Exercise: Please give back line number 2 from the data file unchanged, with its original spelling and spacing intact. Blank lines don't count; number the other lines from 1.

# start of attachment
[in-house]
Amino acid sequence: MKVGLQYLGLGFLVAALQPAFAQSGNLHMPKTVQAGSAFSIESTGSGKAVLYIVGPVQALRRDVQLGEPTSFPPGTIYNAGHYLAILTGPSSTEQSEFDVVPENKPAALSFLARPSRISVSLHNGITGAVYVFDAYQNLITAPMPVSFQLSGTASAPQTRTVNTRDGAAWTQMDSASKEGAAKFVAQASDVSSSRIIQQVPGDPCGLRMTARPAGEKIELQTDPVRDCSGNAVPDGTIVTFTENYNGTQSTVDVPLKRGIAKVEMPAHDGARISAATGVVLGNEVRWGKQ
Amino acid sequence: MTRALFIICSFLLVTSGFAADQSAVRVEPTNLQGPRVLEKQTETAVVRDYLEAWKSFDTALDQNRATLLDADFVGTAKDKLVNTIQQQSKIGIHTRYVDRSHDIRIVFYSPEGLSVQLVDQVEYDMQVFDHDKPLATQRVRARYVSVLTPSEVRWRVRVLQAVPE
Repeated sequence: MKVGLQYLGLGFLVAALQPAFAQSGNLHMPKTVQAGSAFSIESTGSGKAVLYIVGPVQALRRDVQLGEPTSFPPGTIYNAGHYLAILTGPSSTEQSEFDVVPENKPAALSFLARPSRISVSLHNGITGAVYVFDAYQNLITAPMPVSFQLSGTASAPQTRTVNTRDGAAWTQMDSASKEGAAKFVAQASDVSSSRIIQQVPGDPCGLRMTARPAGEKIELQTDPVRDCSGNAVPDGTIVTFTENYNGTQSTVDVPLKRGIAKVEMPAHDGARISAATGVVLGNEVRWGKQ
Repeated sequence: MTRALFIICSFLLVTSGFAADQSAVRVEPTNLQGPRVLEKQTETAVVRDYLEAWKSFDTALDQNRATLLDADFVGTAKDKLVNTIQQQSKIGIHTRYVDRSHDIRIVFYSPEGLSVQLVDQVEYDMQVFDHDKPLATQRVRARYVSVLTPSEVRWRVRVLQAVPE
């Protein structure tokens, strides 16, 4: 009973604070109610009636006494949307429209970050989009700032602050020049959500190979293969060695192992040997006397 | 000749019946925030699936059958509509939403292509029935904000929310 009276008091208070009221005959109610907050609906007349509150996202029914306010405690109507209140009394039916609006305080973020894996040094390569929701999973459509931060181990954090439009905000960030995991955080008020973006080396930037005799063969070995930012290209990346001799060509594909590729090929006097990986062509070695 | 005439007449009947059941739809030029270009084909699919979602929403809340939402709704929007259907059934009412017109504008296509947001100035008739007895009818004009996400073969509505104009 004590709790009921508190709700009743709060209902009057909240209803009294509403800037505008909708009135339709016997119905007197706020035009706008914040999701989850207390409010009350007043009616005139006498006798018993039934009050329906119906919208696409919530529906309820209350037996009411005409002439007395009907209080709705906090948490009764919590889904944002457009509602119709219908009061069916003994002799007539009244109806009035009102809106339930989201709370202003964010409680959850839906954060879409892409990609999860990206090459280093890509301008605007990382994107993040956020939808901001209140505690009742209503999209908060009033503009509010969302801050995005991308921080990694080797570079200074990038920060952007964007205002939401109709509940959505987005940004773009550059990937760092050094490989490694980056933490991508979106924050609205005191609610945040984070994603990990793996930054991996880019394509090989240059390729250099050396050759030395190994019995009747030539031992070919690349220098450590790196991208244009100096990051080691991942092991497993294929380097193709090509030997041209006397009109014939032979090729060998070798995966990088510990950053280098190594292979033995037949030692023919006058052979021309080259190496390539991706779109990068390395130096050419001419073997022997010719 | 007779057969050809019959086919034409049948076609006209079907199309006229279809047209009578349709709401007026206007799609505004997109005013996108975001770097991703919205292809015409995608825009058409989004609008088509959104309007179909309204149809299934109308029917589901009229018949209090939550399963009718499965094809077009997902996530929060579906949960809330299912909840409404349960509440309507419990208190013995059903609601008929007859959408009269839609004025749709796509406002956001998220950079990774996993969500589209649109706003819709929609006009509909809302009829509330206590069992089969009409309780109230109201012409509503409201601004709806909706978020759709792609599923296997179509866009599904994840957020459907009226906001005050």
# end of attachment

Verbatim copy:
Amino acid sequence: MKVGLQYLGLGFLVAALQPAFAQSGNLHMPKTVQAGSAFSIESTGSGKAVLYIVGPVQALRRDVQLGEPTSFPPGTIYNAGHYLAILTGPSSTEQSEFDVVPENKPAALSFLARPSRISVSLHNGITGAVYVFDAYQNLITAPMPVSFQLSGTASAPQTRTVNTRDGAAWTQMDSASKEGAAKFVAQASDVSSSRIIQQVPGDPCGLRMTARPAGEKIELQTDPVRDCSGNAVPDGTIVTFTENYNGTQSTVDVPLKRGIAKVEMPAHDGARISAATGVVLGNEVRWGKQ